The orang laut (literally sea people in the Malay language) are nomadic tribes who live all around the east coast of Borneo, straddling the Philippines, Malaysia and Indonesia.
Some fare better than others. Some have gone ashore and assimilated into land-life. But this group that I met have no nationality, thus for better or worse, have to live at sea their whole lives, either on boats, or on stilt houses around small islands. No running water, no electricity.
This set is taken on Miaka island. It’s one of the nicer looking islands, with actual fruit-bearing coconut trees. There was a nice shady area where kids went to escape the punishing midday sun. So I took the opportunity to make friends and take a few portraits.
These last two are of identical twins. They are the only twins I’ve seen of the Orang Laut. And they speak a little bit of Malay, so I got along great with them.
On the next island we encountered an army patrol (not sure why it’s the army and not the Navy?) The nearby town Semporna and the islands in the area are prone to tourist kidnappings by Filipino insurgents. (Just last month, another tourist was kidnapped off a popular diving resort nearby).
Sebuan Island is the most developed island that I’ve visited. There’s actually a military antenna on the island. Maybe because of that, it’s also the only island that actually has a village head or elder. What was puzzling to me was that the other islands don’t have a community leader or village elder.
Consequently, these islanders seem to be in better shape then the ones on the other islands.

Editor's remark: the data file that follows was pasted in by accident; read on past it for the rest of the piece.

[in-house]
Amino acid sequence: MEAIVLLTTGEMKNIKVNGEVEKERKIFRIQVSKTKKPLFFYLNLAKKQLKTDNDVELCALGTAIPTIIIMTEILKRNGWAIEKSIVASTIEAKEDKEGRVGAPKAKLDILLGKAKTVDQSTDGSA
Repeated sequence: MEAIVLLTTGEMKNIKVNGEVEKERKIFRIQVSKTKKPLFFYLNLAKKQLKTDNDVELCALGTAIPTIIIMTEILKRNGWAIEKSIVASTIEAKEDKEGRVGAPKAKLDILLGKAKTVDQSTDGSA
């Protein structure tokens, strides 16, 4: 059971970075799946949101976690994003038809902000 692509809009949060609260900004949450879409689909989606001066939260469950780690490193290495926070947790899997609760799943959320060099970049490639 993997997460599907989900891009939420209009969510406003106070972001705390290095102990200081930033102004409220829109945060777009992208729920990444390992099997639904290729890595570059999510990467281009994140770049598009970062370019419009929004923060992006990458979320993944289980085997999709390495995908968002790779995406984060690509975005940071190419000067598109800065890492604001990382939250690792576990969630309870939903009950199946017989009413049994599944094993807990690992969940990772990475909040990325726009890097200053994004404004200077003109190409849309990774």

The first person who caught my eye was this stately gentleman. He was shucking shellfish and oysters and he offered me some. I would have accepted but the sun was setting and my boat back to the mainland had to leave before dark (pirates apparently ply the sea). So instead I settled for a portrait of him and his wife in the background.
David Alan Harvey said that photography is the universal language. Er… be that as it may, I still wish I could speak Badjao (the orang laut language). But I did understand one universal gesture, the gesture of smoking. Now, this gentleman can stay underwater for an inhuman amount of time, so I don’t think the cigarette will harm his lungs any.
Then he showed me his catch and displayed his dinner. Some sort of spiky puffer fish. (I’d be grateful to any marine biology expert who can identify it).
And lastly, the oldest and youngest inhabitant on the island. What an honour to be able to take their portrait!
Here is my favourite series of portraits. My overwhelming feeling is that they are living in a very beautiful paradise, but also because they can’t go on land (if they wanted to), the paradise feels like a trap and a bit oppressive. I tried to capture that with these really tightly framed portraits. Brought tears to my eyes. (But it was probably just the sand flying into my eyes…)
(Also in another post perhaps, I’d like to ask if it is really possible to have a split second connection with the person in front of you. I’m leaning towards ‘yes’.)
It’s an ongoing project. So email me or check back once in a while. Hopefully I’ll have more photos up.
And oh, the gear:
X-Pro1, X-E1 with a variety of lenses. And Contax 645 with 80mm lens.
If you are interested, you can read about my workshop with master portrait photographer Gregory Heisler here.